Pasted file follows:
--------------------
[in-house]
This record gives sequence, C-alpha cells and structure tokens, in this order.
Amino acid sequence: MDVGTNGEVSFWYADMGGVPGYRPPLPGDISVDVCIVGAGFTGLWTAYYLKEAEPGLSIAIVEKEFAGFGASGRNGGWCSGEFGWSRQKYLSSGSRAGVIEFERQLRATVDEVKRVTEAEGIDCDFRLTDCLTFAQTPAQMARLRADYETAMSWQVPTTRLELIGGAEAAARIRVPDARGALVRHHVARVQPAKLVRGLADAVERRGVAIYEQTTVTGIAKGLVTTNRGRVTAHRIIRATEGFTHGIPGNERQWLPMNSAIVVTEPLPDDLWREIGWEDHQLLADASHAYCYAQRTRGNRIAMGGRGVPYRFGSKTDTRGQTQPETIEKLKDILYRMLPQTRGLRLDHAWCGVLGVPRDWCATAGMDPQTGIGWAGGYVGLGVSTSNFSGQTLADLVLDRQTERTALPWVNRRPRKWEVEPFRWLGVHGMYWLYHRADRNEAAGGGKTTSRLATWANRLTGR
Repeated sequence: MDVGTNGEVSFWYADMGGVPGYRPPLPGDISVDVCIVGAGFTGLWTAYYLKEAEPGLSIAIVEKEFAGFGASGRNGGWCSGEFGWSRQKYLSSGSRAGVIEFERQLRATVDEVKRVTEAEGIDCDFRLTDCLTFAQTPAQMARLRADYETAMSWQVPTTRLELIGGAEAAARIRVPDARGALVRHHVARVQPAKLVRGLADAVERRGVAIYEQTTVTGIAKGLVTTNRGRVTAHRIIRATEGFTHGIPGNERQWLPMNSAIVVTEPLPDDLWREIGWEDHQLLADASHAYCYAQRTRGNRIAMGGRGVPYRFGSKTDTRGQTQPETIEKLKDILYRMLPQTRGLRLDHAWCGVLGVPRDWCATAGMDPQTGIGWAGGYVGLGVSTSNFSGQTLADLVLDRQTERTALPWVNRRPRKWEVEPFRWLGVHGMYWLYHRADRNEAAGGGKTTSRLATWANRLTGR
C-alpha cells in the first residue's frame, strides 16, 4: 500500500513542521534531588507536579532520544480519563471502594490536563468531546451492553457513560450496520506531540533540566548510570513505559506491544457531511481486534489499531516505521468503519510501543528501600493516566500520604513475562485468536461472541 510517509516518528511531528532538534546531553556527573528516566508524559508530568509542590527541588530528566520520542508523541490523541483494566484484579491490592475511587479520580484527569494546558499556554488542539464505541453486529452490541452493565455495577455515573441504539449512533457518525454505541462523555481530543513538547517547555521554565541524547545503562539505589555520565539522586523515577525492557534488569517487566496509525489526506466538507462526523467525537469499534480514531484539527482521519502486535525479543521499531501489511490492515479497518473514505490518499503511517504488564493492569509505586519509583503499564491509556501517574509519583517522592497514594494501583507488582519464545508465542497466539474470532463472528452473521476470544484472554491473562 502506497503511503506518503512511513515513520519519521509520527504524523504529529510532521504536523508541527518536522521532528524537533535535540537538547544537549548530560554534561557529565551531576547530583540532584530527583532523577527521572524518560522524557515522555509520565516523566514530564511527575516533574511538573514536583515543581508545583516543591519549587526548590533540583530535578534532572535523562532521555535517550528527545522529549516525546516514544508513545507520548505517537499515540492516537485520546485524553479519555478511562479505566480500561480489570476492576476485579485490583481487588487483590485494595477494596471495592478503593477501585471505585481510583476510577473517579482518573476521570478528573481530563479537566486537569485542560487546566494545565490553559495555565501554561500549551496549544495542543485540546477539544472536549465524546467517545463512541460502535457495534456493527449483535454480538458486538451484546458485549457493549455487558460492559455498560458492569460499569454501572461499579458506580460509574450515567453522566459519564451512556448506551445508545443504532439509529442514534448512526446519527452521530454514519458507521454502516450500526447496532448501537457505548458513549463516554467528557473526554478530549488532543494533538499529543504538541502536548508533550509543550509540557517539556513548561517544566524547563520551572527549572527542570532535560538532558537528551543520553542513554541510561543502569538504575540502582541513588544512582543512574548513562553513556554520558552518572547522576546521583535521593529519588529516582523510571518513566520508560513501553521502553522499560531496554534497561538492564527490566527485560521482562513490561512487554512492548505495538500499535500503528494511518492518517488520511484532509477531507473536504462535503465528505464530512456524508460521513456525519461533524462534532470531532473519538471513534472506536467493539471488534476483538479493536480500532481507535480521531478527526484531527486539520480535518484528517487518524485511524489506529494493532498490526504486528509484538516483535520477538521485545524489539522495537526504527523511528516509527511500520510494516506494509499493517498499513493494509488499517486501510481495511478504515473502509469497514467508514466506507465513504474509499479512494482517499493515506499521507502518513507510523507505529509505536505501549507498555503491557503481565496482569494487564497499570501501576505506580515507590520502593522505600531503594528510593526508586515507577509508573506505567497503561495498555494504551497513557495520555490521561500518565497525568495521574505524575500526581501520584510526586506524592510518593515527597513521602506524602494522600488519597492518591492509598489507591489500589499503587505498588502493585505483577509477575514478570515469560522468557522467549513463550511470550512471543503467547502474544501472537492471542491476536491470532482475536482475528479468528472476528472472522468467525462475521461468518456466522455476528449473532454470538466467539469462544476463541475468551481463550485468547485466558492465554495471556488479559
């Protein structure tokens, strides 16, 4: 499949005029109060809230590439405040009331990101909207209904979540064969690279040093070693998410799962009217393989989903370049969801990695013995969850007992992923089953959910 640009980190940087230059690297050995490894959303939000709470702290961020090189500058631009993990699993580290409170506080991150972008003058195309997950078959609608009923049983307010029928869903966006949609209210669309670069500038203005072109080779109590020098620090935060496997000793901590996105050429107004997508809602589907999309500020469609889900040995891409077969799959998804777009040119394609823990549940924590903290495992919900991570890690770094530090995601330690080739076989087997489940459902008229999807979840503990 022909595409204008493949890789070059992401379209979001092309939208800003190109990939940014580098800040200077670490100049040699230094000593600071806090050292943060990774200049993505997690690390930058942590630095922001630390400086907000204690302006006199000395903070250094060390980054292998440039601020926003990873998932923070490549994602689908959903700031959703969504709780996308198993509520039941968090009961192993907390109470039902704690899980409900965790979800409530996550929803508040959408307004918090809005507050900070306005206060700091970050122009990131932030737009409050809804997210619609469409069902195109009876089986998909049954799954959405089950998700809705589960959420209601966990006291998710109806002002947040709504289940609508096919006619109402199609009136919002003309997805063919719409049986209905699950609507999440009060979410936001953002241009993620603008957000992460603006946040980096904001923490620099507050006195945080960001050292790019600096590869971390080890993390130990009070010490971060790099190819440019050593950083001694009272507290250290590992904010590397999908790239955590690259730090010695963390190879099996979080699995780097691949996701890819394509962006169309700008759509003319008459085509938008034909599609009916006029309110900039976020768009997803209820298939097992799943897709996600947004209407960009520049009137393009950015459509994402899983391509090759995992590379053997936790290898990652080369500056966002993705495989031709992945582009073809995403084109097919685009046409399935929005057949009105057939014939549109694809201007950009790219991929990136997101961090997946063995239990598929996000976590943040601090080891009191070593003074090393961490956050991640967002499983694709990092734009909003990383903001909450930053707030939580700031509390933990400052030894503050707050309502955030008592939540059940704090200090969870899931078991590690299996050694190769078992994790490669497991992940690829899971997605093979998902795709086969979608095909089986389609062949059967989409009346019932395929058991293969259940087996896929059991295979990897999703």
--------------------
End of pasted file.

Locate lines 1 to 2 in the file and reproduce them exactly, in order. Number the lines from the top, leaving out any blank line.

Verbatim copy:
[in-house]
This record gives sequence, C-alpha cells and structure tokens, in this order.